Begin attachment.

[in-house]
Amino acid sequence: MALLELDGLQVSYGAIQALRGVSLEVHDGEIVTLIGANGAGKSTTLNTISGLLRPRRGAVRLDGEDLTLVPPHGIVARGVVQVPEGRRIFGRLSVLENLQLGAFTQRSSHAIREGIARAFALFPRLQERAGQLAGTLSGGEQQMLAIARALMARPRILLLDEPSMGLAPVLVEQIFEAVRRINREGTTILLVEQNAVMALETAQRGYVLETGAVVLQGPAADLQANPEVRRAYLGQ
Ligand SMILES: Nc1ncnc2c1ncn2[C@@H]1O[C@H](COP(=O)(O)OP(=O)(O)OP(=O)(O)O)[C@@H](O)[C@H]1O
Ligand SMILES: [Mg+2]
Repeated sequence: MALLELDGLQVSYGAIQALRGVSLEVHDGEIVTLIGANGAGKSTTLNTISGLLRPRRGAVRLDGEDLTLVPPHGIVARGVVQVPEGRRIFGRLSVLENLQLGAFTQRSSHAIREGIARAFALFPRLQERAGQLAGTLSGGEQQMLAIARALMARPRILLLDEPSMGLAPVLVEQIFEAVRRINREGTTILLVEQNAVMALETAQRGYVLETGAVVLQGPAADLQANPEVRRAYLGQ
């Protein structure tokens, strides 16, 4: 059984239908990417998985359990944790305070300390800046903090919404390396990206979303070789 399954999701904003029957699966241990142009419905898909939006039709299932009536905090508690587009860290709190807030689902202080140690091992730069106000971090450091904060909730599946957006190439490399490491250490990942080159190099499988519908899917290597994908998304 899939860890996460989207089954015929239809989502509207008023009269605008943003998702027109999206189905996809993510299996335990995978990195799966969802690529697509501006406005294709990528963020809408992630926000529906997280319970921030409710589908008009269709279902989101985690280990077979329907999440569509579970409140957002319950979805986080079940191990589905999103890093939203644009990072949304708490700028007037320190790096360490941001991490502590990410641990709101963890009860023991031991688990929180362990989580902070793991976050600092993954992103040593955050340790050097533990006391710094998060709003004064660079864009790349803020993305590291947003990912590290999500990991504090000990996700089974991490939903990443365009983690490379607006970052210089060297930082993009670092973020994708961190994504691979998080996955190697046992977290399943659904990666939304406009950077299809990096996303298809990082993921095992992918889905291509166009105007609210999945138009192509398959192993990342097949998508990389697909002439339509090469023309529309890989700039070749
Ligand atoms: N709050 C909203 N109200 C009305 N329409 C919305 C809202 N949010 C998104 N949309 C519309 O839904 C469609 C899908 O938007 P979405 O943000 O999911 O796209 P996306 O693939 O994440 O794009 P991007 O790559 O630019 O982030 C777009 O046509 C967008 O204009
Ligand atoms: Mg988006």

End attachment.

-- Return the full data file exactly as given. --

[in-house]
Amino acid sequence: MALLELDGLQVSYGAIQALRGVSLEVHDGEIVTLIGANGAGKSTTLNTISGLLRPRRGAVRLDGEDLTLVPPHGIVARGVVQVPEGRRIFGRLSVLENLQLGAFTQRSSHAIREGIARAFALFPRLQERAGQLAGTLSGGEQQMLAIARALMARPRILLLDEPSMGLAPVLVEQIFEAVRRINREGTTILLVEQNAVMALETAQRGYVLETGAVVLQGPAADLQANPEVRRAYLGQ
Ligand SMILES: Nc1ncnc2c1ncn2[C@@H]1O[C@H](COP(=O)(O)OP(=O)(O)OP(=O)(O)O)[C@@H](O)[C@H]1O
Ligand SMILES: [Mg+2]
Repeated sequence: MALLELDGLQVSYGAIQALRGVSLEVHDGEIVTLIGANGAGKSTTLNTISGLLRPRRGAVRLDGEDLTLVPPHGIVARGVVQVPEGRRIFGRLSVLENLQLGAFTQRSSHAIREGIARAFALFPRLQERAGQLAGTLSGGEQQMLAIARALMARPRILLLDEPSMGLAPVLVEQIFEAVRRINREGTTILLVEQNAVMALETAQRGYVLETGAVVLQGPAADLQANPEVRRAYLGQ
């Protein structure tokens, strides 16, 4: 059984239908990417998985359990944790305070300390800046903090919404390396990206979303070789 399954999701904003029957699966241990142009419905898909939006039709299932009536905090508690587009860290709190807030689902202080140690091992730069106000971090450091904060909730599946957006190439490399490491250490990942080159190099499988519908899917290597994908998304 899939860890996460989207089954015929239809989502509207008023009269605008943003998702027109999206189905996809993510299996335990995978990195799966969802690529697509501006406005294709990528963020809408992630926000529906997280319970921030409710589908008009269709279902989101985690280990077979329907999440569509579970409140957002319950979805986080079940191990589905999103890093939203644009990072949304708490700028007037320190790096360490941001991490502590990410641990709101963890009860023991031991688990929180362990989580902070793991976050600092993954992103040593955050340790050097533990006391710094998060709003004064660079864009790349803020993305590291947003990912590290999500990991504090000990996700089974991490939903990443365009983690490379607006970052210089060297930082993009670092973020994708961190994504691979998080996955190697046992977290399943659904990666939304406009950077299809990096996303298809990082993921095992992918889905291509166009105007609210999945138009192509398959192993990342097949998508990389697909002439339509090469023309529309890989700039070749
Ligand atoms: N709050 C909203 N109200 C009305 N329409 C919305 C809202 N949010 C998104 N949309 C519309 O839904 C469609 C899908 O938007 P979405 O943000 O999911 O796209 P996306 O693939 O994440 O794009 P991007 O790559 O630019 O982030 C777009 O046509 C967008 O204009
Ligand atoms: Mg988006």